Report Linking Cancers To Radioactive Waste Near Coldwater Creek Confirmed By Federal Agency
A federal agency has confirmed that residents who lived and played near a north St. Louis County stream may face a higher risk of certain types of cancer because of radioactive contamination in the area.
The federal assessment contradicts a 2018 study funded in part by Mallinckrodt Pharmaceuticals, which stored the waste that leaked into land around the creek. The company has faced lawsuits claiming it is responsible for illnesses of some residents who lived near the creek.
Advocates for the residents who live near the creek said they’re pleased to see that the agency reiterated its conclusions, despite the opposition from Mallinckrodt.
“Those companies were not trying to do us any favors, obviously. In the end, what they really did was bolster our argument,” community activist Kim Visintine said.
Mallinckrodt had not responded to a request for comment as of Wednesday evening.
The company submitted a study criticizing the report during the public comment period of the federal assessment.
Authors of Mallinckrodt’s report wrote, “A collaborative team of scientists and medical physicians reviewed the draft report and strongly disagree with [the federal agency’s] conclusions.”
The agency revised its initial report to adjust calculations that estimated people’s chances of developing cancers and other health problems.
The new report also added information that addressed community concerns about the report’s accuracy and diseases investigators couldn’t explicitly link to the waste.
The agency was not available for comment as of Wednesday evening.
Mallinckrodt stored toxic waste from the Manhattan Project, a vast government effort during World War II to develop nuclear weapons, at a site near the creek in North County until the 1970s. Over decades, the waste leached into soil nearby. A report from the Missouri Department of Health and Senior Services found an increased rate of certain types of cancer in the area around the creek.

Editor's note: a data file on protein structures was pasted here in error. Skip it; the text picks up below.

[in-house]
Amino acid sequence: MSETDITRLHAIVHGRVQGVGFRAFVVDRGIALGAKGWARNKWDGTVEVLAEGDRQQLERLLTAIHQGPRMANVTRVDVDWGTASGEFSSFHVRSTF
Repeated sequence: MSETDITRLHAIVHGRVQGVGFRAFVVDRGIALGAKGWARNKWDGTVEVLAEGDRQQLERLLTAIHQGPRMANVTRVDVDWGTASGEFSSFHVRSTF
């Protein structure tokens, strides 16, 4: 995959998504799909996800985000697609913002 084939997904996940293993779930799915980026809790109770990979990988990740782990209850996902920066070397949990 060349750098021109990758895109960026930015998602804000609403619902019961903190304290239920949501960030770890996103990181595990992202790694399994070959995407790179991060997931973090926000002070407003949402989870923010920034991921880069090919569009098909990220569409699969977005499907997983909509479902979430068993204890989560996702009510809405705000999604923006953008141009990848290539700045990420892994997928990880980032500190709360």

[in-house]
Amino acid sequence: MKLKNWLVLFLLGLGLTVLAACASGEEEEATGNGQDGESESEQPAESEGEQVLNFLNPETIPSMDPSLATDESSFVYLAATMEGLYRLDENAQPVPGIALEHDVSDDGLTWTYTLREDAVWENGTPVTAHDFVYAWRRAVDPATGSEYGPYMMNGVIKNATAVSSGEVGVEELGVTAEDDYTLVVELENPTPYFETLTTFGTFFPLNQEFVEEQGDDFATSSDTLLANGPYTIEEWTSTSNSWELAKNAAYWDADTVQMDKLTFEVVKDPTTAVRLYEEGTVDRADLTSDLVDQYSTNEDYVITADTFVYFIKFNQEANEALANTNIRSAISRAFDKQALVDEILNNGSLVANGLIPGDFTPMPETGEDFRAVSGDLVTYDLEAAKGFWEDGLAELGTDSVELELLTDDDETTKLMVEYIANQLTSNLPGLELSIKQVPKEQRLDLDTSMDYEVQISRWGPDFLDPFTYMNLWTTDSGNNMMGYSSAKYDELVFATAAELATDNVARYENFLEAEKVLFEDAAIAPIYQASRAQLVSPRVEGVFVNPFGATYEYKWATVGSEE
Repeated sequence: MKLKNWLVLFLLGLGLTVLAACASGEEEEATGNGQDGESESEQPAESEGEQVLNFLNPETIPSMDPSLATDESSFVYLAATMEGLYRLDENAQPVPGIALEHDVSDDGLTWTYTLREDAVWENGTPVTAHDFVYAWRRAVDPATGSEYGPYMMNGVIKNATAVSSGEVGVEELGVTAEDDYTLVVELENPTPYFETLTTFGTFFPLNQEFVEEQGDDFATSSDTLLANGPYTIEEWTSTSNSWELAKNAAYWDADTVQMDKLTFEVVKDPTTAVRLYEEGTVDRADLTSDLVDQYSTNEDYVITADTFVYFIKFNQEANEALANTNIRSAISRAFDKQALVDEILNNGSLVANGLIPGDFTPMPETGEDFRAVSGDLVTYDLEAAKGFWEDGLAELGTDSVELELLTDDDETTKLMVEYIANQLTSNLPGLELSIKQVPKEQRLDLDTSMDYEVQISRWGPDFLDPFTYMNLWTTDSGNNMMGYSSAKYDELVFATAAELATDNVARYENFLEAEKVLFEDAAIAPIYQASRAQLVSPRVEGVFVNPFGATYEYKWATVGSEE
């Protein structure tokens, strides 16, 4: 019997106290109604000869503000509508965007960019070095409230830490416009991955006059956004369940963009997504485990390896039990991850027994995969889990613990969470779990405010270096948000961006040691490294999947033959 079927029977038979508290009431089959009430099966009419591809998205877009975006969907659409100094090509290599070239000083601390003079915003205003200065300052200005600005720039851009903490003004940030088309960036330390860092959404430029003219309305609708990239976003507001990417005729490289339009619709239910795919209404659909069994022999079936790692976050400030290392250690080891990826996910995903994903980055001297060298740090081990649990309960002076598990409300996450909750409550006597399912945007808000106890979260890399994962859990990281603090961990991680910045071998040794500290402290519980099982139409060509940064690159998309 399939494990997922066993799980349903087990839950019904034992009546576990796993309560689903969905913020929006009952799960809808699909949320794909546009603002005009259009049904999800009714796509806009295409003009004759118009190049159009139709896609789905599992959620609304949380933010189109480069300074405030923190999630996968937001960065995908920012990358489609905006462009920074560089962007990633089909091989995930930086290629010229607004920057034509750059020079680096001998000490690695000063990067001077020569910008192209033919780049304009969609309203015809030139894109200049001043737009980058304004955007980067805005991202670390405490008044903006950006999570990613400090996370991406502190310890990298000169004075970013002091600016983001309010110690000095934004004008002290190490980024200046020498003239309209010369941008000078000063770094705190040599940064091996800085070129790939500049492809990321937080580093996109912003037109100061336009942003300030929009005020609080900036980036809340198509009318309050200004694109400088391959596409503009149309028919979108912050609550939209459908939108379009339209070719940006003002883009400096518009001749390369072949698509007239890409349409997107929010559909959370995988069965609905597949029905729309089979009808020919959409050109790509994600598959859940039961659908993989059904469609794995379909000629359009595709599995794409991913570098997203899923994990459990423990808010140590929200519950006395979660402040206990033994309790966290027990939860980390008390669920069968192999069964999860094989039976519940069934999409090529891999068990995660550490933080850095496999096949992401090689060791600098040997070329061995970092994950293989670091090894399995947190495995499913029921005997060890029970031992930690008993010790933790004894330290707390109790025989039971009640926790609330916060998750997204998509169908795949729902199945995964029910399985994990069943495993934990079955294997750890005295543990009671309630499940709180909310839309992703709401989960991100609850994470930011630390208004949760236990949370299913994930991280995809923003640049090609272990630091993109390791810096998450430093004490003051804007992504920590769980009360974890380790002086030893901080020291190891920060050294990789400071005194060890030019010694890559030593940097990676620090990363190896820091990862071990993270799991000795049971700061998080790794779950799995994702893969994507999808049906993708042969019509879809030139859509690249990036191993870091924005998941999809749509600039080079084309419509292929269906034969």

The Agency for Toxic Substances and Disease Registry’s assessment is the first federal report to acknowledge that some of those illnesses could have been caused by the waste.
It’s a link Visintine said many in the community have suspected since 2011 but had to work for years to confirm. The assessment could make community members eligible for compensation programs through the federal Radiation Exposure Compensation Act, Visintine said.
“It’s still a long way to go, but this is monumental to us. We couldn’t take any of these next steps without this acknowledgment,” Visintine said. “We see this as a huge win.”
The Army Corps of Engineers is currently remediating the site. The report recommends some changes to its Formerly Utilized Sites Remedial Action Program, including testing homes and basements that may have flooded.
A Corps spokesperson said a team is reviewing the final report to determine whether the recommendations will change remediation plans.
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